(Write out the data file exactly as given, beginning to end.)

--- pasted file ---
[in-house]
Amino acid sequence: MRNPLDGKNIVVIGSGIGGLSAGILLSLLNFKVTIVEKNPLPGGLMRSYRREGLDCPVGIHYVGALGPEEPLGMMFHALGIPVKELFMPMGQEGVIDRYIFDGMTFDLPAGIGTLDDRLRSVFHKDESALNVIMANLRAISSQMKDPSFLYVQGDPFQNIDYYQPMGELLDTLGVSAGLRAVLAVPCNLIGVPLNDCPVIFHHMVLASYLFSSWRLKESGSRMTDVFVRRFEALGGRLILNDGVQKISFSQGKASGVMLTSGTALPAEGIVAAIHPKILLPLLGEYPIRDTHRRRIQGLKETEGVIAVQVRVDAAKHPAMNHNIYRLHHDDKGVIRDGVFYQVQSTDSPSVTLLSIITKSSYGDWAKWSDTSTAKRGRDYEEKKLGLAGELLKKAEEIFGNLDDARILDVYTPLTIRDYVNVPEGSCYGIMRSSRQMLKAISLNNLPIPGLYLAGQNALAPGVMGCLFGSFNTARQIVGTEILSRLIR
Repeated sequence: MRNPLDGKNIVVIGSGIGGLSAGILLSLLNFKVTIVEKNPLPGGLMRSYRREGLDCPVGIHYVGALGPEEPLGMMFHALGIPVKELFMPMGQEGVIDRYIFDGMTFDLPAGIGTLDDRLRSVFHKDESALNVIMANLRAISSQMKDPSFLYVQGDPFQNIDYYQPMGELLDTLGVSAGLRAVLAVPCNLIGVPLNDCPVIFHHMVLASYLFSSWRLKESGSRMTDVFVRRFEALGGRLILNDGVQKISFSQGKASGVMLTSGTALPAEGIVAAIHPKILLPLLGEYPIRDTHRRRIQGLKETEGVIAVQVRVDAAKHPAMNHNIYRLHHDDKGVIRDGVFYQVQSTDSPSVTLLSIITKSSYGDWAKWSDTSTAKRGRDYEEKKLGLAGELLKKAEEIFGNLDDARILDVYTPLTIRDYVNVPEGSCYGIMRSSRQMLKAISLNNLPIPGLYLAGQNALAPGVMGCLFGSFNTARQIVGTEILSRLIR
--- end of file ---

[in-house]
Amino acid sequence: MRNPLDGKNIVVIGSGIGGLSAGILLSLLNFKVTIVEKNPLPGGLMRSYRREGLDCPVGIHYVGALGPEEPLGMMFHALGIPVKELFMPMGQEGVIDRYIFDGMTFDLPAGIGTLDDRLRSVFHKDESALNVIMANLRAISSQMKDPSFLYVQGDPFQNIDYYQPMGELLDTLGVSAGLRAVLAVPCNLIGVPLNDCPVIFHHMVLASYLFSSWRLKESGSRMTDVFVRRFEALGGRLILNDGVQKISFSQGKASGVMLTSGTALPAEGIVAAIHPKILLPLLGEYPIRDTHRRRIQGLKETEGVIAVQVRVDAAKHPAMNHNIYRLHHDDKGVIRDGVFYQVQSTDSPSVTLLSIITKSSYGDWAKWSDTSTAKRGRDYEEKKLGLAGELLKKAEEIFGNLDDARILDVYTPLTIRDYVNVPEGSCYGIMRSSRQMLKAISLNNLPIPGLYLAGQNALAPGVMGCLFGSFNTARQIVGTEILSRLIR
Repeated sequence: MRNPLDGKNIVVIGSGIGGLSAGILLSLLNFKVTIVEKNPLPGGLMRSYRREGLDCPVGIHYVGALGPEEPLGMMFHALGIPVKELFMPMGQEGVIDRYIFDGMTFDLPAGIGTLDDRLRSVFHKDESALNVIMANLRAISSQMKDPSFLYVQGDPFQNIDYYQPMGELLDTLGVSAGLRAVLAVPCNLIGVPLNDCPVIFHHMVLASYLFSSWRLKESGSRMTDVFVRRFEALGGRLILNDGVQKISFSQGKASGVMLTSGTALPAEGIVAAIHPKILLPLLGEYPIRDTHRRRIQGLKETEGVIAVQVRVDAAKHPAMNHNIYRLHHDDKGVIRDGVFYQVQSTDSPSVTLLSIITKSSYGDWAKWSDTSTAKRGRDYEEKKLGLAGELLKKAEEIFGNLDDARILDVYTPLTIRDYVNVPEGSCYGIMRSSRQMLKAISLNNLPIPGLYLAGQNALAPGVMGCLFGSFNTARQIVGTEILSRLIR